Two separate - but very connected stories - are breaking this week involving two, old-line media entertainment companies - NBC and Columbia Records. Both are going against the grain by looking to programming guys to lead them into the digital future.
In NBC Universal's case, Jeff Zucker has taken the head job, succeeding the more traditional network executive, Bob Wright. Not only is Zucker young (41), but his background is on the product side, including Executive Producer of "Today," as well as the head of NBC's Universal Television Group, which includes cable channels USA, Bravo, Sci-Fi, CNBC, and MSNBC. Wright, on the other hand, is an attorney who came out of GE's Financial Services unit. If NBC Universal is to navigate the digital challenges facing all old media companies, it will take a content guy like Zucker to get it done.
And at Columbia Records, the buzz is that producer Rick Rubin (Red Hot Chili Peppers, Johnny Cash, the Dixie Chicks, Jay-Z and others) has been offered the co-chairman position (even though he is currently contracted to Warner Brothers Records). Rock PDs have a lot riding on Rubin's producer skills, as upcoming albums from Linkin Park and Metallica were created under his creative eye. But Columbia is looking at their plight differently. While Rubin probably knows very little about how a label is run, Columbia is looking for him to provide vision, while identifying and attracting talent.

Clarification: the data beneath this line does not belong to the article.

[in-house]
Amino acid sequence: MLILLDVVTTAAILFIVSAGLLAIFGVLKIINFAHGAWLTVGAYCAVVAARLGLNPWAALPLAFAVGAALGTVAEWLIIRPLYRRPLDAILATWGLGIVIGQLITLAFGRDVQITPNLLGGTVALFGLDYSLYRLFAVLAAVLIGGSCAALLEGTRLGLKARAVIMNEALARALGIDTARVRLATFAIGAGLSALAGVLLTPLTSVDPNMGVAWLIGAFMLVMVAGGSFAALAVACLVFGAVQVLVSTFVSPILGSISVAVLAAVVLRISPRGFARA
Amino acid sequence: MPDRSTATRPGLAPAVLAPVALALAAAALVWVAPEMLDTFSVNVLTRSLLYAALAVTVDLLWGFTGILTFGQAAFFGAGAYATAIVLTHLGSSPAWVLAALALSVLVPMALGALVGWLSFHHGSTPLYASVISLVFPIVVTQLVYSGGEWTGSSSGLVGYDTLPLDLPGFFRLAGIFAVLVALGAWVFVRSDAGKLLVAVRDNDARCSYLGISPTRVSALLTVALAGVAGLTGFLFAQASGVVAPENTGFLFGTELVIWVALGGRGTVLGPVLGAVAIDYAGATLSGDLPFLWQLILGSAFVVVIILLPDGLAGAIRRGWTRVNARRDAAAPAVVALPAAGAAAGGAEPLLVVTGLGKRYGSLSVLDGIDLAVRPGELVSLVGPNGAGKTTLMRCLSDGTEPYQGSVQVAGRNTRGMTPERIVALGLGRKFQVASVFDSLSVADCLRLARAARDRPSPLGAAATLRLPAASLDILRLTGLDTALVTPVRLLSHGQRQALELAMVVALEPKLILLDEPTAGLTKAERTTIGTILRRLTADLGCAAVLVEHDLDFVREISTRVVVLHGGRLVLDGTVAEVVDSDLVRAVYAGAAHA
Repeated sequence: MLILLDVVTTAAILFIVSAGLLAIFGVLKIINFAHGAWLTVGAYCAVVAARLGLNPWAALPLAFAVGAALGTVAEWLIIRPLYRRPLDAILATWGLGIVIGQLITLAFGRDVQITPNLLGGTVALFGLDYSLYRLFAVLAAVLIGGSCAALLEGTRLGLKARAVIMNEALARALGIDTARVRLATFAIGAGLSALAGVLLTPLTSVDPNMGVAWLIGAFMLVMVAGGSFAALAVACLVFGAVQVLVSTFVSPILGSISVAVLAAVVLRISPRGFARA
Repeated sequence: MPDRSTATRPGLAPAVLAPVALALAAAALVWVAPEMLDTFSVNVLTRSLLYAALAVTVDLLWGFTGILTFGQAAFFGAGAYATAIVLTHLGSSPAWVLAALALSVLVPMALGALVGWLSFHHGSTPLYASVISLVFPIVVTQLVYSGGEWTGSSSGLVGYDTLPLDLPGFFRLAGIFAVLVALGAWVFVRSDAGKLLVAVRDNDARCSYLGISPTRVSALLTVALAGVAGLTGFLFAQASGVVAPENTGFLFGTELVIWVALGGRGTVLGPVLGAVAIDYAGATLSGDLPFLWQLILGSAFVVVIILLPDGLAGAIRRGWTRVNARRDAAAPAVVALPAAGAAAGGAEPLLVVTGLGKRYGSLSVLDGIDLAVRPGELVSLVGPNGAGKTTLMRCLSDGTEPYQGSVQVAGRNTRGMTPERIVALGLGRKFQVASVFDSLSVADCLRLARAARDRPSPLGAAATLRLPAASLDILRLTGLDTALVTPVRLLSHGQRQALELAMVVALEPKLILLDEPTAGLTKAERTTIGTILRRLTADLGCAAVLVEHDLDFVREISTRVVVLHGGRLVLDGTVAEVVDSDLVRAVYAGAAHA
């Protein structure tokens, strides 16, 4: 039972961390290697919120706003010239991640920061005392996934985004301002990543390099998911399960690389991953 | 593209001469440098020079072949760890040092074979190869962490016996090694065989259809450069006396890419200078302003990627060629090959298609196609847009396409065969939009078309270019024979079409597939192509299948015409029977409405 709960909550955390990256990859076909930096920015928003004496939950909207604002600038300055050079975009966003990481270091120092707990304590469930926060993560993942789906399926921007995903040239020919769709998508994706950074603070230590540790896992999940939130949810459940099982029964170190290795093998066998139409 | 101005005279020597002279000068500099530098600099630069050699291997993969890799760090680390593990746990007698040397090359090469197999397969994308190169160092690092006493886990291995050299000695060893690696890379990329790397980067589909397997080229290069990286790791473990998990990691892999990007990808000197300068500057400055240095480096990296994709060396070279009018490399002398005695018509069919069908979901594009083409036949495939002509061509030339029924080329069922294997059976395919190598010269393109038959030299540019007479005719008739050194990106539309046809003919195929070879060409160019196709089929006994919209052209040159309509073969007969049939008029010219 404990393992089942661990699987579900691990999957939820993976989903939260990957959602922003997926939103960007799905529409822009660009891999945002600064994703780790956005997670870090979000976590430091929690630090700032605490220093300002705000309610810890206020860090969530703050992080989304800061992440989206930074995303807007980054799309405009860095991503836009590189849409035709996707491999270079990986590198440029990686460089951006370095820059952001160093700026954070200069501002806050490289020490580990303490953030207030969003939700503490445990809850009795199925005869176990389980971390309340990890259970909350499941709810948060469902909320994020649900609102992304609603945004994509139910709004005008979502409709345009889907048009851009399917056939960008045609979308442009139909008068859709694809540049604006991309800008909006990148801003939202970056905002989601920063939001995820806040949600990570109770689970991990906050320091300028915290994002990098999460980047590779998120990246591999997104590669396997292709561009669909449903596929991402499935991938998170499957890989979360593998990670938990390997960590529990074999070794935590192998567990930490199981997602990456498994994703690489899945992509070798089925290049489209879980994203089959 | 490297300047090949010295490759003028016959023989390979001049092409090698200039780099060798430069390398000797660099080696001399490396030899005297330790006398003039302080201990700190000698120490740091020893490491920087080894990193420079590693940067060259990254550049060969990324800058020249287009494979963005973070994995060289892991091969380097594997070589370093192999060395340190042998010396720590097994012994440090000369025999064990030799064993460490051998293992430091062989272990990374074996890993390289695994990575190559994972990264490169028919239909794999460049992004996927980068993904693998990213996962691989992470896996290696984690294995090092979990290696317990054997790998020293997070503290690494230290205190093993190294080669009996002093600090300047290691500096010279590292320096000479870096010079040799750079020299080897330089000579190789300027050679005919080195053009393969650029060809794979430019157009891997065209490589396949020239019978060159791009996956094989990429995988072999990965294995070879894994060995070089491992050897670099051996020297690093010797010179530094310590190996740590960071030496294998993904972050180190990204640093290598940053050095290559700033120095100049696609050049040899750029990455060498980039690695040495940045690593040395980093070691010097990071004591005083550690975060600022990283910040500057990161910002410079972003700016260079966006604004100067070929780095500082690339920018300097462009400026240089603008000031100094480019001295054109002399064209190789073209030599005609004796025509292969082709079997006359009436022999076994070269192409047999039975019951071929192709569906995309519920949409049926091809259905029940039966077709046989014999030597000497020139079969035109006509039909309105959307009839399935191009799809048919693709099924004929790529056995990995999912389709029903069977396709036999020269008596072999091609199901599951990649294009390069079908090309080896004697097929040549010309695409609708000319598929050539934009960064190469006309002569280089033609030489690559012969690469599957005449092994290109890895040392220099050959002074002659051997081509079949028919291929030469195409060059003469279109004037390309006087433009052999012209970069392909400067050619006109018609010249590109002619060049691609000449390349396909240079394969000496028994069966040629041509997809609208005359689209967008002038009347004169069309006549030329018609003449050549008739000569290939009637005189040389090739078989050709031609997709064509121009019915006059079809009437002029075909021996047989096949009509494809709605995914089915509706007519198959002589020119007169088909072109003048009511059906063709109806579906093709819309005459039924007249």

That's what programming guys do.
Who's going to be the first radio company to hand over the reins to a content guy? Considering NBC Universal and Columbia Records' strategies, it may not be far-fetched.